DUBAI - Bahraini police fired buckshot and tear gas to disperse overnight demonstrations in Shiite villages outside the capital Manama ahead of this weekend’s Formula One Grand Prix, witnesses said on Thursday.
The violent clashes followed calls by opposition group the February 14 Youth Movement on social networking sites for “three days of rage” to coincide with the kingdom’s controversial hosting of motor racing’s premier event.
Hundreds of protesters gathered at the entrances to Shiite villages around Manama shouting anti-government slogans such as: “The people want the fall of the regime,” and “Down Hamad,” in reference to Bahrain’s king.
The security forces fired tear gas to disperse the protester, who responded by hurling petrol bombs, the witnesses said.
“The village of Sanabes (near Manama) saw the most violent clashes,” said one witness, Mohamed Jassem, adding that the police had fired buckshot cartridges, wounding a number of people.
The February 14 Youth Movement denounced the Formula One meeting in Bahrain, posting slogans on social networking sites such as “No to the Grand Prix of blood.”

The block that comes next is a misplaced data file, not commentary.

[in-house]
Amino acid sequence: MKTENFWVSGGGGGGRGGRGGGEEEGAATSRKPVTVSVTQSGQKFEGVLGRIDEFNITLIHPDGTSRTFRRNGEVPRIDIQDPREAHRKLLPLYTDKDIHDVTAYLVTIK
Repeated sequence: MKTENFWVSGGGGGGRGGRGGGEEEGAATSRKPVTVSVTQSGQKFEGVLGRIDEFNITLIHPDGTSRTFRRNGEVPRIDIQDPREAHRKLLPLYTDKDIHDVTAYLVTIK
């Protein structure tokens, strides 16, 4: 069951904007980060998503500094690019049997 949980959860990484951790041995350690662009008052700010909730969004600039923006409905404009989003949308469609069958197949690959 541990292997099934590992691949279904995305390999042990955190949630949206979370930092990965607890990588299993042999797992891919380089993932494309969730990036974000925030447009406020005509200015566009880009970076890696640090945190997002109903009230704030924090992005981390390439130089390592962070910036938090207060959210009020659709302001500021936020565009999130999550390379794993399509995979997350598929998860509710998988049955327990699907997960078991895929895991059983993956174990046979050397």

Security has been beefed up in the Sunni-ruled Gulf kingdom ahead of Sunday’s race, strongly opposed by the Shiite-led opposition and criticised by human rights groups.
Earlier this week, hundreds of protesters marched carrying banners calling for a boycott and a demonstration was held near Bahrain’s international airport as the teams began arriving, despite the arrest of about 80 leading democracy activists.
Bahrain’s largest opposition grouping, Al-Wefaq, has called for a week of daily demonstrations and sit-ins to last through to Sunday’s race.
The Bahrain Grand Prix was cancelled last year in the wake of the Shiite-led uprising and the brutal government crackdown that followed in which 35 people were killed, according to an independent commission of inquiry.
In mid-February 2011, thousands of Shiite-led pro-democracy activists, inspired by the revolutions of the Arab Spring in Egypt and Tunisia, poured onto the streets of Manama, demanding political reform and greater representation.